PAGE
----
Regulatory changes for related-party transactions to boost corporate governance: Fitch

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October 18, 2021 4:21 PM

Fitch Ratings on Monday said the recent changes by market regulator Sebi will tighten the rules governing related-party transactions and ease the delisting process.

"India's rating balances still-strong medium-term growth outlook, external resilience from solid foreign reserve buffers, against high public debt and weak financial sector," Fitch said."India's rating balances still-strong medium-term growth outlook, external resilience from solid foreign reserve buffers, against high public debt and weak financial sector," Fitch said.

Fitch Ratings on Monday said the recent changes by market regulator Sebi will tighten the rules governing related-party transactions and ease the delisting process. The revised related-party transaction norms will widen the scope of scrutiny and limit the ability of large shareholders “often the founder family or promoters” to enter into such transactions without the approval of minority shareholders. This should strengthen the corporate governance of listed companies, it said.

The delisting changes should facilitate greater transparency and more effectively balance the interests of acquirers and public shareholders. They should also result in quicker execution, Fitch added. “Recent changes made by the Securities and Exchange Board of India (Sebi) will tighten the rules governing related-party transactions (RPT) and ease the delisting process,” Fitch Ratings said in a statement.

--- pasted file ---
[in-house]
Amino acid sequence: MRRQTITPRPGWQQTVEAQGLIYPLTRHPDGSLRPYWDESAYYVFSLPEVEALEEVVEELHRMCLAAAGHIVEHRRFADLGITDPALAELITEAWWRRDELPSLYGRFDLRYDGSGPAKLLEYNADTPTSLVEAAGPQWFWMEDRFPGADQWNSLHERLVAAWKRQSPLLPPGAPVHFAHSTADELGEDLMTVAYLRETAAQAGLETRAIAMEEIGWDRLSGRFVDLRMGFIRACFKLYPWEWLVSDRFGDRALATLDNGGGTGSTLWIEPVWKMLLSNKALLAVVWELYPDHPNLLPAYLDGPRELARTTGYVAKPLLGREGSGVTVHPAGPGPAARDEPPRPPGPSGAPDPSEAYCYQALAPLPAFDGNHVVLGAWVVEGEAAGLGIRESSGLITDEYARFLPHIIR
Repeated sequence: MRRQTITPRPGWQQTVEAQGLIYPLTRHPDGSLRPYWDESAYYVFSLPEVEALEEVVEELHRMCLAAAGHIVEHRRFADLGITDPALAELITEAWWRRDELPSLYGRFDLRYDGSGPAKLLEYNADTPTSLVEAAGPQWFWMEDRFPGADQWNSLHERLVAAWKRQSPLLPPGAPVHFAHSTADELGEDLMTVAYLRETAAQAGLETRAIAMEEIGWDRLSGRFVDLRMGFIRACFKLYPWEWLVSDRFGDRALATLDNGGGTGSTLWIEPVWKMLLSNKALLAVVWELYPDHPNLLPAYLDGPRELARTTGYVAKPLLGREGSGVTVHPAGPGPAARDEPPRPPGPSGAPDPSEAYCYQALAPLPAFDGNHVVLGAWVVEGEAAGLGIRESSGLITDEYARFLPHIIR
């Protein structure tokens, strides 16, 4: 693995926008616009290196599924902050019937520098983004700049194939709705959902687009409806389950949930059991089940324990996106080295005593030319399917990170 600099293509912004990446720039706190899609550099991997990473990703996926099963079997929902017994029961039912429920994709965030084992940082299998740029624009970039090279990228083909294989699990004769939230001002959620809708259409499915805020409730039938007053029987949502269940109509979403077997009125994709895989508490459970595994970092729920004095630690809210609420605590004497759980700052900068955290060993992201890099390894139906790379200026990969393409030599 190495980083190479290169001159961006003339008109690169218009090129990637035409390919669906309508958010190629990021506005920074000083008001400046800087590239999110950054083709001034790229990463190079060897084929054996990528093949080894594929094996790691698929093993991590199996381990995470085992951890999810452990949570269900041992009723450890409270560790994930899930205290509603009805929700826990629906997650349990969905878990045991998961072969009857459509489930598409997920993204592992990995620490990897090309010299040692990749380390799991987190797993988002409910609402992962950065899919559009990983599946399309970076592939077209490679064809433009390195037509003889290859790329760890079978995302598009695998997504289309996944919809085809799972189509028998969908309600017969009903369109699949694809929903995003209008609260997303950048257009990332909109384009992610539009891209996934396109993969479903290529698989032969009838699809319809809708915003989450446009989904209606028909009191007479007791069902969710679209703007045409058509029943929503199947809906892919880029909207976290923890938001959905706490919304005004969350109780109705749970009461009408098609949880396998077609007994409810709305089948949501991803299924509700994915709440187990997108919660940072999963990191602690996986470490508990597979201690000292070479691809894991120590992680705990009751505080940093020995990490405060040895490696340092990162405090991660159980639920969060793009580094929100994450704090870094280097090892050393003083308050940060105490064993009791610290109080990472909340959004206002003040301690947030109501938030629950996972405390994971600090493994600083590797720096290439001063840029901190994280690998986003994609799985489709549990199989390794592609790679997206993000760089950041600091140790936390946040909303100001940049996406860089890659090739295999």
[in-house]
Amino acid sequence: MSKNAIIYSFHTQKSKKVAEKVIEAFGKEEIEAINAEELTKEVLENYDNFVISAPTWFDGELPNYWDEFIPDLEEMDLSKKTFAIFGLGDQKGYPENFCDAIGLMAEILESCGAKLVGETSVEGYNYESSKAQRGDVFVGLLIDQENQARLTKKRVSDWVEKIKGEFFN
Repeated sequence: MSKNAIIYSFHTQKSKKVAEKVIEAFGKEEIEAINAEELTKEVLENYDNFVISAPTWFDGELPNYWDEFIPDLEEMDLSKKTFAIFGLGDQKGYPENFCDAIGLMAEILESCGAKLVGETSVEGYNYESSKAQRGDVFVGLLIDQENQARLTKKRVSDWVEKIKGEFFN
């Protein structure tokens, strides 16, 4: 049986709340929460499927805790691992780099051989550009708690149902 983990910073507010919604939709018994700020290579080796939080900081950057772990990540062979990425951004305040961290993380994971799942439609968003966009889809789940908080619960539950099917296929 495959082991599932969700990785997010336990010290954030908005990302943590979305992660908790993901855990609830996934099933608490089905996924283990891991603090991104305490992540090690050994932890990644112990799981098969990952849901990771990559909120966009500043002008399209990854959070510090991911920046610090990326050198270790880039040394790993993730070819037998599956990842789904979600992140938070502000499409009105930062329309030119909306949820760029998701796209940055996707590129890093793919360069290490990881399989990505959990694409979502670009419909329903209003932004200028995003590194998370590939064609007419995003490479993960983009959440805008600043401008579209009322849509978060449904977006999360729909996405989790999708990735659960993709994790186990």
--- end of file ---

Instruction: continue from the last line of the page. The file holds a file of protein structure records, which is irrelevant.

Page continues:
Last month, Sebi expanded the definition of the related-party transactions and has decided to make it easier for acquirers to delist equity shares after an open offer. The revised delisting rules will allow an acquirer to announce its intent to delist the target company and disclose both the open offer price and the premium on the delisting price.

Fitch said if a sufficient number of shareholders choose to tender their shares, such that the delisting threshold of 90 per cent of shares is met, then they will be paid the delisting price. Alternatively, if the 90 per cent threshold is not met in the open offer, then only the open offer price will be paid and the acquirer will have 12 months to complete the delisting or reduce its holding to 75 per cent to comply with listing rules.

“This significantly reduces the uncertainty in the price discovery process for both parties compared with the current process,” Fitch added.

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